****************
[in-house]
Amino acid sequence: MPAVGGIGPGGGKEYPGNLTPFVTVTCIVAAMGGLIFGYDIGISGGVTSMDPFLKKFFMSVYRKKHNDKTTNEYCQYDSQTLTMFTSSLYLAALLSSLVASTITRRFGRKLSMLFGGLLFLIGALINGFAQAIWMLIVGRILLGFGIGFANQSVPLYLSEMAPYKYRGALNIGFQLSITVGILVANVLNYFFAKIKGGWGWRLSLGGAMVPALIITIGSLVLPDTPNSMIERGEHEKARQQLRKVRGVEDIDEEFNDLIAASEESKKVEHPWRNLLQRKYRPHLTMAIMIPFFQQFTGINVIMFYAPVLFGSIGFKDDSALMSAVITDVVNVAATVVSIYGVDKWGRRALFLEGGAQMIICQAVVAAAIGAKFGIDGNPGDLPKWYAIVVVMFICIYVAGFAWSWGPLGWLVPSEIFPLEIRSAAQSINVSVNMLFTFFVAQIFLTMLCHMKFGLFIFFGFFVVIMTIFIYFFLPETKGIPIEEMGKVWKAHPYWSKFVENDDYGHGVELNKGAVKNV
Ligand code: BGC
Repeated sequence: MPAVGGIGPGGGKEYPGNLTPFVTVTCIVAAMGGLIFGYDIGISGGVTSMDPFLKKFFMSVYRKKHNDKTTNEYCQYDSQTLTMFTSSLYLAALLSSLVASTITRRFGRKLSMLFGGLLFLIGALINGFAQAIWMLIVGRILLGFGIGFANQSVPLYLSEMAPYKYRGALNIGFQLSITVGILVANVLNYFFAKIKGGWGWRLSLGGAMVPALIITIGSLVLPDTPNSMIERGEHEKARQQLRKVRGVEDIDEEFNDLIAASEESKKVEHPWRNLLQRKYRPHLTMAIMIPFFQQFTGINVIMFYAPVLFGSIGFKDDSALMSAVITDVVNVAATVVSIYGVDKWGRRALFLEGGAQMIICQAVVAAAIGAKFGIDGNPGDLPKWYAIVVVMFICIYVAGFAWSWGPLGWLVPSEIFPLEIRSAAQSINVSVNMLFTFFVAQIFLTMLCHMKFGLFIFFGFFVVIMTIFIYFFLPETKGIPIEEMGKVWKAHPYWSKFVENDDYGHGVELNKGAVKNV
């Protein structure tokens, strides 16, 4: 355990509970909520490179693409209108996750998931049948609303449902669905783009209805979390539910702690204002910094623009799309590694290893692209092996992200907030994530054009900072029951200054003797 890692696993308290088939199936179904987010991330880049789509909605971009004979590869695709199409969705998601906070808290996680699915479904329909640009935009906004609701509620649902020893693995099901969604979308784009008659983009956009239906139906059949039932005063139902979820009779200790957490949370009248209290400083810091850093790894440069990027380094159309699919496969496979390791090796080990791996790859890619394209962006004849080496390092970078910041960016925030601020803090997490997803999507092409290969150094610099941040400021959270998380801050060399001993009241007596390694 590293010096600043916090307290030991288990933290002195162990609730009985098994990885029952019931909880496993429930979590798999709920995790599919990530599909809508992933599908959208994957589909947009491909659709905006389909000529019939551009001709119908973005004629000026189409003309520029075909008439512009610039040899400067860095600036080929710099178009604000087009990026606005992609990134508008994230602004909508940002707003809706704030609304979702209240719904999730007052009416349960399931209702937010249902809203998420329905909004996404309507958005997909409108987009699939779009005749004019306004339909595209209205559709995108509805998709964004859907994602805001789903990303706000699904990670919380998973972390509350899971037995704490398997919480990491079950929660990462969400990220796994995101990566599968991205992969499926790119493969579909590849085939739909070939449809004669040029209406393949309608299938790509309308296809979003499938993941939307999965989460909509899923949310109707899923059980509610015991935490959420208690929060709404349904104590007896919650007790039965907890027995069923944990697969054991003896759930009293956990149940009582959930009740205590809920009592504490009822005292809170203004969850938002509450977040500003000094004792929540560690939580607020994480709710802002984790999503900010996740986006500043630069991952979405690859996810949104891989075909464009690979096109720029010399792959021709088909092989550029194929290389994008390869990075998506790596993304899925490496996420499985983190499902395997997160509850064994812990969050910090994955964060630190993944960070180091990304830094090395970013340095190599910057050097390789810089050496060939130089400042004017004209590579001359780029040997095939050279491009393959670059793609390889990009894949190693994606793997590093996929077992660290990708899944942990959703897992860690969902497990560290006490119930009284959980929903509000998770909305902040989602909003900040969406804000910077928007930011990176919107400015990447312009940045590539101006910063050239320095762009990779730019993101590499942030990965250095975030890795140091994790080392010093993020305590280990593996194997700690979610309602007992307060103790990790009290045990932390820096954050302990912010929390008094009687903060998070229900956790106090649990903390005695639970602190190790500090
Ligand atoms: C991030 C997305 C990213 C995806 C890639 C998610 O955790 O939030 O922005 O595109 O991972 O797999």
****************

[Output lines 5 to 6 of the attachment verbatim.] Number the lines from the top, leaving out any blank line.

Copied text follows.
């Protein structure tokens, strides 16, 4: 355990509970909520490179693409209108996750998931049948609303449902669905783009209805979390539910702690204002910094623009799309590694290893692209092996992200907030994530054009900072029951200054003797 890692696993308290088939199936179904987010991330880049789509909605971009004979590869695709199409969705998601906070808290996680699915479904329909640009935009906004609701509620649902020893693995099901969604979308784009008659983009956009239906139906059949039932005063139902979820009779200790957490949370009248209290400083810091850093790894440069990027380094159309699919496969496979390791090796080990791996790859890619394209962006004849080496390092970078910041960016925030601020803090997490997803999507092409290969150094610099941040400021959270998380801050060399001993009241007596390694 590293010096600043916090307290030991288990933290002195162990609730009985098994990885029952019931909880496993429930979590798999709920995790599919990530599909809508992933599908959208994957589909947009491909659709905006389909000529019939551009001709119908973005004629000026189409003309520029075909008439512009610039040899400067860095600036080929710099178009604000087009990026606005992609990134508008994230602004909508940002707003809706704030609304979702209240719904999730007052009416349960399931209702937010249902809203998420329905909004996404309507958005997909409108987009699939779009005749004019306004339909595209209205559709995108509805998709964004859907994602805001789903990303706000699904990670919380998973972390509350899971037995704490398997919480990491079950929660990462969400990220796994995101990566599968991205992969499926790119493969579909590849085939739909070939449809004669040029209406393949309608299938790509309308296809979003499938993941939307999965989460909509899923949310109707899923059980509610015991935490959420208690929060709404349904104590007896919650007790039965907890027995069923944990697969054991003896759930009293956990149940009582959930009740205590809920009592504490009822005292809170203004969850938002509450977040500003000094004792929540560690939580607020994480709710802002984790999503900010996740986006500043630069991952979405690859996810949104891989075909464009690979096109720029010399792959021709088909092989550029194929290389994008390869990075998506790596993304899925490496996420499985983190499902395997997160509850064994812990969050910090994955964060630190993944960070180091990304830094090395970013340095190599910057050097390789810089050496060939130089400042004017004209590579001359780029040997095939050279491009393959670059793609390889990009894949190693994606793997590093996929077992660290990708899944942990959703897992860690969902497990560290006490119930009284959980929903509000998770909305902040989602909003900040969406804000910077928007930011990176919107400015990447312009940045590539101006910063050239320095762009990779730019993101590499942030990965250095975030890795140091994790080392010093993020305590280990593996194997700690979610309602007992307060103790990790009290045990932390820096954050302990912010929390008094009687903060998070229900956790106090649990903390005695639970602190190790500090
Ligand atoms: C991030 C997305 C990213 C995806 C890639 C998610 O955790 O939030 O922005 O595109 O991972 O797999």